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Feb 03, 2014 02:25 PM EST

Gay And Bisexual Teenage Boys Turn To Steroids Because Of Bullying And Insensitive Comments

Gay and bisexual boys are significantly more likely to use steroids than their heterosexual peers, Reuters reported. In the first study to relate youth steroid use and sexuality, Aaron J. Blashill and Steven A. Safren from Massachusetts General Hospital in Boston analyzed surveys from 2005 and 2007, which recorded the steroid tendencies of straight, gay, and bisexual teenage boys. Twenty one percent of gay and bisexual teens said they had "abused" steroids while just four percent of straight teens admitted to the same thing.

According to Blashill and Safren, the findings are most directly the result of bullying, poor body image, and a double standard by which calling a teenage boy too skinny is acceptable while calling a teenage girl fat is not.  

"Gay and bisexual boys are often targets of bullying, and some boys (particularly if they also possess poor body image) may turn to anabolic-androgen steroids (AAS) use as a means to obtain a more muscular build, in hopes it would deter others from bullying them," Blashill said.

Parents may only have so much control over in-school bullying, but they should watch what they say -- and what family members say -- about the bodies of their children, according to the researchers.

"Often, I'll hear from patients telling me how they are frequently told they're 'too skinny' or that they need to 'put some meat on those bones' from family/friends, who are often well-intentioned," Blashill said. "These boys, quite eloquently, state how such a double-standard exists, that calling a boy 'so skinny' is akin to calling a girl 'fat,' but it appears that society, by and large, feels the former is more socially acceptable. But, these comments, coming from peers, family (and) coaches, can have real impacts on boys' body image."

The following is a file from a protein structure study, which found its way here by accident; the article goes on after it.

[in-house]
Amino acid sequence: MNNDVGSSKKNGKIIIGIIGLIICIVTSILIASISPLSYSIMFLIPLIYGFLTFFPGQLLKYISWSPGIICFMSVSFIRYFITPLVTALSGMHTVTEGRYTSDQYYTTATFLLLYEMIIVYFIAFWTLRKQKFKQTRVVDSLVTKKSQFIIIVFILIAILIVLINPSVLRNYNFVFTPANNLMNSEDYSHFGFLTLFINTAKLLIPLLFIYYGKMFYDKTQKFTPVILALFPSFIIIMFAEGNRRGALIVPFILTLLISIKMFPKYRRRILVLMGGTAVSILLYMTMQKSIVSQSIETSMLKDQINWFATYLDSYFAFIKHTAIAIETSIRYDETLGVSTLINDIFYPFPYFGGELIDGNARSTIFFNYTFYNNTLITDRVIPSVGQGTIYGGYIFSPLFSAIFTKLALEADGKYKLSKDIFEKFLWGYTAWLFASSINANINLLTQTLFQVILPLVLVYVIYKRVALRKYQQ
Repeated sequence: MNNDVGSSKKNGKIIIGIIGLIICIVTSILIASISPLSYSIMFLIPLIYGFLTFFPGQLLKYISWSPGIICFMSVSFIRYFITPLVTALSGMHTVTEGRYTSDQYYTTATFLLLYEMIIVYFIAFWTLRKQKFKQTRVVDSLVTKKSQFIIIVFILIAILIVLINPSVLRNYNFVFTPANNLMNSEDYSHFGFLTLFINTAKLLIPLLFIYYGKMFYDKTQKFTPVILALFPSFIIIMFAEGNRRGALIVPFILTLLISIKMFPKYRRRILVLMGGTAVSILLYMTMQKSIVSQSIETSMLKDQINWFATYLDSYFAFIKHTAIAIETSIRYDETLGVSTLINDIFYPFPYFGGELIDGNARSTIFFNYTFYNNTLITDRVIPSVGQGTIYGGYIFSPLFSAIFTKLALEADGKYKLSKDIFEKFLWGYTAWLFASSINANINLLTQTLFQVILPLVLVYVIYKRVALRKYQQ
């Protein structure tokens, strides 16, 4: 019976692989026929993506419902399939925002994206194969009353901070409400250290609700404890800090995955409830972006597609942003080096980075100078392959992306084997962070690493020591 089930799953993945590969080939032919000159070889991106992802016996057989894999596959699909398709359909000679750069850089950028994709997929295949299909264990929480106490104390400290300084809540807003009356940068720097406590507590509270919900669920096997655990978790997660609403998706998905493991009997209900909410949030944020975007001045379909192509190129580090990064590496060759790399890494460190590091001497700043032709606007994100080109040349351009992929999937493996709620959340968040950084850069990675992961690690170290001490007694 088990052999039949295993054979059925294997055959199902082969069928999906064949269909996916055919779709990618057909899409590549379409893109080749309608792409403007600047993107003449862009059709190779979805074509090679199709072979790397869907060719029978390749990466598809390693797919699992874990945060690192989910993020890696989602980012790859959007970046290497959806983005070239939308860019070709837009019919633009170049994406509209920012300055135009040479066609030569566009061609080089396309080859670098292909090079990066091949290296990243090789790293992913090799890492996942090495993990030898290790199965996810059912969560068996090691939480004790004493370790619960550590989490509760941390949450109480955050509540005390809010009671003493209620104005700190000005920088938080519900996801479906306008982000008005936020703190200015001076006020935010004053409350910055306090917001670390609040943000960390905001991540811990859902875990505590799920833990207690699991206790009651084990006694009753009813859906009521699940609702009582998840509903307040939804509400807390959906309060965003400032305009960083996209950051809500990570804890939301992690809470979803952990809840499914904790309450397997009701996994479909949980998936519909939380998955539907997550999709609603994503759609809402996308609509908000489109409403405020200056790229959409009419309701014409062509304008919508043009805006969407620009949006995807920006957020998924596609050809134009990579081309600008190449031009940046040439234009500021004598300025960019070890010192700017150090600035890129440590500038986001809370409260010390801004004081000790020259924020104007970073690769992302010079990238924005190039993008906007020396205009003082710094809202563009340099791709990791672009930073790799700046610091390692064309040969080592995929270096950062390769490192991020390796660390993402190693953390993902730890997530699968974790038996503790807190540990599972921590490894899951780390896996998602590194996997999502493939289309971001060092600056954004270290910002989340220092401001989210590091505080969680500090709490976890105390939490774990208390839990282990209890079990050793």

Interestingly, the study categorizes a drug with no prescribed recreational uses into three categories: moderate use (10 times), abuse, and severe use (40 times). In some ways, just a single use of steroids could be considered abuse; thus, news outlets might more appropriately pen headlines of "Gay And Bisexual Teenage Boys More Likely To Turn To Steroids" than "More Likely To Abuse Them," as Reuters writes. The disparity between gay and straight teenage boys held for moderate use and overuse, according to the study.

Long term steroid  use can affect a host of changes, resulting in hormonal imbalances, psychiatric issues, and heart problems, Reuters reported.

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